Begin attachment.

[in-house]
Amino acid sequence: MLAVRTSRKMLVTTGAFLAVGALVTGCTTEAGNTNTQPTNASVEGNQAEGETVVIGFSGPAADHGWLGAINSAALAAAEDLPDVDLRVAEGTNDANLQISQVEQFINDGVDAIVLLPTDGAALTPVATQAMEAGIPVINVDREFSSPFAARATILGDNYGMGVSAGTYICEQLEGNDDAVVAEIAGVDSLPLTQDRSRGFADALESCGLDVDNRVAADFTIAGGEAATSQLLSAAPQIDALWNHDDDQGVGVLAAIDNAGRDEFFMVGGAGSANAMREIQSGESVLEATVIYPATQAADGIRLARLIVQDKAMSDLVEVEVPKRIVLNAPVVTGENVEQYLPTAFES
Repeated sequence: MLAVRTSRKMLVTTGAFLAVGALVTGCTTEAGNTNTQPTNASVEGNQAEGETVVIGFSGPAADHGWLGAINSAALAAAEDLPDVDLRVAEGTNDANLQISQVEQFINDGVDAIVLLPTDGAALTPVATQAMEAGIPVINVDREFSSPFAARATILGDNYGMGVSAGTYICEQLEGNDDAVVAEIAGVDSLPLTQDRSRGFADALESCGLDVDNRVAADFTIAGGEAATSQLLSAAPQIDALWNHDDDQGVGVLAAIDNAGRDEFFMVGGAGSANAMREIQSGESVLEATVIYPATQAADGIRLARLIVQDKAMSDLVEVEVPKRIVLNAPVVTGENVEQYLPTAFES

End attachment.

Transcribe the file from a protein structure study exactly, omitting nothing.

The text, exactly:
[in-house]
Amino acid sequence: MLAVRTSRKMLVTTGAFLAVGALVTGCTTEAGNTNTQPTNASVEGNQAEGETVVIGFSGPAADHGWLGAINSAALAAAEDLPDVDLRVAEGTNDANLQISQVEQFINDGVDAIVLLPTDGAALTPVATQAMEAGIPVINVDREFSSPFAARATILGDNYGMGVSAGTYICEQLEGNDDAVVAEIAGVDSLPLTQDRSRGFADALESCGLDVDNRVAADFTIAGGEAATSQLLSAAPQIDALWNHDDDQGVGVLAAIDNAGRDEFFMVGGAGSANAMREIQSGESVLEATVIYPATQAADGIRLARLIVQDKAMSDLVEVEVPKRIVLNAPVVTGENVEQYLPTAFES
Repeated sequence: MLAVRTSRKMLVTTGAFLAVGALVTGCTTEAGNTNTQPTNASVEGNQAEGETVVIGFSGPAADHGWLGAINSAALAAAEDLPDVDLRVAEGTNDANLQISQVEQFINDGVDAIVLLPTDGAALTPVATQAMEAGIPVINVDREFSSPFAARATILGDNYGMGVSAGTYICEQLEGNDDAVVAEIAGVDSLPLTQDRSRGFADALESCGLDVDNRVAADFTIAGGEAATSQLLSAAPQIDALWNHDDDQGVGVLAAIDNAGRDEFFMVGGAGSANAMREIQSGESVLEATVIYPATQAADGIRLARLIVQDKAMSDLVEVEVPKRIVLNAPVVTGENVEQYLPTAFES